In this last portion in Genesis, the children of Israel are on the verge of becoming a people. The next portion opens the book of Exodus with Pharaoh afraid of the potential might of the people (Exodus 1:9) he calls “Ivrim,” and it is as a people that the Ivrim, the children of Israel, go up out of Egypt. The birth struggles of this shift from family to people begin way back with Abraham. Again and again, families thrash out the patterns that will determine their future. What captured my notice this year is how the Palestinians, as they flounder toward peoplehood, are caught in the toils of these same patterns limned by the Torah.
Take, for instance, the week we were reading Chayyei Sarah. That week, Yasser Arafat was hovering between life and death. In the Torah portion, we watched Abraham put his affairs in order before death. In the haftarah, we watched old King David, near death, make one last political move to quash one of his sons in favor of another. As in this week’s portion, Vayechi, the sons represent the future. Unfortunately, the future seems to hold political manipulation and bitter factional competition for power. Those same things greeted my eyes when I switched from The Tanakh to The Boston Globe to read the news of Arafat’s protégés and potential successors maneuvering around his bedside and his soon-to-be-widow. The patterns in The Tanakh forced me to look carefully at the patterns I saw unfolding in the present-day Middle East. The correspondences are not one-to-one; the lesson is not easily drawn. But the contrasts and comparisons are striking indeed.
Fast-forward to this week’s portion, Vayechi. Perspicacious Jacob sees to the core of each of his sons, and it is clear whom he favors to lead his children, the other clans of the federation. Likewise clear is his perception of the blunders and character flaws of each son. In the haftarah, we watched old King David at the last moments of his life instruct Solomon, the chosen one, in vengeance and prevarication. And in the world of today, the protégés and potential successors to Arafat posture and maneuver and try to differentiate themselves in advance of the upcoming elections in the territories of the Palestinian Authority. It is not clear whether the aftermath of Arafat will be a continuation of the corruption, violence and venom he developed to a high art and then couldn’t shed, or whether there will actually be an opportunity for a different kind of leadership for the Palestinians, who deserve better than what Arafat gave them.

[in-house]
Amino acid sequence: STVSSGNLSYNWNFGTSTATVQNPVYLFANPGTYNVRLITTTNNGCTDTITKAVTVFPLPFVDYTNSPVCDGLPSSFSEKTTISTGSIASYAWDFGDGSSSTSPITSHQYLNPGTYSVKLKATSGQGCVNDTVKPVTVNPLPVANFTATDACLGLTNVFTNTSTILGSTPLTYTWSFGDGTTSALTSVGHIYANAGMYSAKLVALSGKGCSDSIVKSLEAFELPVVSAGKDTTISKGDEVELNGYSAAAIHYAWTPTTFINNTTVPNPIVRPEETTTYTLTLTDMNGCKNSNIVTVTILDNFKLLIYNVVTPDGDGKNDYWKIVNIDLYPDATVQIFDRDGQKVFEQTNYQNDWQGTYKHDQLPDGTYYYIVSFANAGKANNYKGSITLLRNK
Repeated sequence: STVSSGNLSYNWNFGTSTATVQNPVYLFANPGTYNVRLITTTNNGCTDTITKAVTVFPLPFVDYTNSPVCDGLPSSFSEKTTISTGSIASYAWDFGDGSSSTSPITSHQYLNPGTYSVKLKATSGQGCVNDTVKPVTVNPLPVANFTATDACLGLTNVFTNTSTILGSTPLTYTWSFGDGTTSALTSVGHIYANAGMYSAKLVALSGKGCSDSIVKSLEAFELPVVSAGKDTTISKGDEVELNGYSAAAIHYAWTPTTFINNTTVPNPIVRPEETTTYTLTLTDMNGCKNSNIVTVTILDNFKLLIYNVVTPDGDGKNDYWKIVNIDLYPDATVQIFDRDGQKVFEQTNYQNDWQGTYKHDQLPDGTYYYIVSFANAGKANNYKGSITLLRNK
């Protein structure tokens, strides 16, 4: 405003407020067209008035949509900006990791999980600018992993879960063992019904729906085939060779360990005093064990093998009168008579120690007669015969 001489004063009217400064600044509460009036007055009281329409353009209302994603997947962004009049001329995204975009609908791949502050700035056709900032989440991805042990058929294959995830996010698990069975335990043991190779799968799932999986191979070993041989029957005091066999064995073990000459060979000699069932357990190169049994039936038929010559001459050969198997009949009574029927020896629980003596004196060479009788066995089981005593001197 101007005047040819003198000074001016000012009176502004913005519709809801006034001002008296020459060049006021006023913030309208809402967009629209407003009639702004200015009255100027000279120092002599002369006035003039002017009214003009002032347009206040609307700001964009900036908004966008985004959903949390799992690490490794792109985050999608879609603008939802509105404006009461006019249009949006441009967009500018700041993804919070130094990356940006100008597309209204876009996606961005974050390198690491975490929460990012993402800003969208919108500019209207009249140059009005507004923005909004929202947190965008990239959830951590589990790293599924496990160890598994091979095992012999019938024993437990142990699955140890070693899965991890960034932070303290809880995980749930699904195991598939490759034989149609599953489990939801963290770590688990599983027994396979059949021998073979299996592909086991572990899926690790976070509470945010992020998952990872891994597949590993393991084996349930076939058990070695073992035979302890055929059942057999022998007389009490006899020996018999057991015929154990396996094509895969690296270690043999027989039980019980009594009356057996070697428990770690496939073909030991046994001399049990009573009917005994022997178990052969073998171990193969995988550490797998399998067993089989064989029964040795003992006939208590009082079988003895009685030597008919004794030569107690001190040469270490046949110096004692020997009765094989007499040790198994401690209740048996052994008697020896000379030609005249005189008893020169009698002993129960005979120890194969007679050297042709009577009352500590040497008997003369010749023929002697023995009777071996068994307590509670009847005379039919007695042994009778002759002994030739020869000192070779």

Perhaps the story in Torah has a pattern to help us see the possible directions? Joseph, the older son of the favored mother, is clearly an emotional favorite with his father, Jacob. But, to our surprise, it is Judah, a middle child from the unfavored mother, who is the political favorite to become a leader of his people. We could say that the Narrator has 20/20 hindsight, because we know that the tribe of Judah produced King David, and that it was in fact the tribe and lands of Judah (along with tiny Benjamin) that survived the annihilation of the northern tribes. The pattern in the Torah portion invites us to consider the comparisons between Joseph and Judah, the north of the Promised Land and its south, Rachel and Leah, the exiled versus the homeboy.
Why Judah, of all the brothers? Is it perhaps because he learned from his mistakes and changed his actions to correspond to his learning? Reread the story of Judah from the sale of Joseph to the end of Genesis, and you see someone who takes his responsibility for his brothers seriously, even the least of them. You see someone who feels bound to make up for past corruption, and who respects the sorrow of his aging father. These are the qualities that describe the other favorite son, the one who will be the eponymous brother for our entire people. After all, as the midrash acutely puts it, no one calls us “Shimonim” after Simeon, but rather “Yahudim” after Judah.
These qualities also describe the good leader of a people made up of diverse factions. In Torah, the children of Israel are about to become a people. While in 1969, Golda Meir could say, “There is no such thing as a Palestinian people,” in 2004 they have walked inexorably toward becoming just that. Who will be the favorite son of the Palestinian people? What qualities will they choose in their leader? Corruption for personal gain, which disqualified Reuben? Violence and implacability, like Simeon and Levi? Or learning, changing and moderation, such as we find in Judah?
Deborah Slavitt is rabbi of Congregation Beth Israel of Merrimack Valley.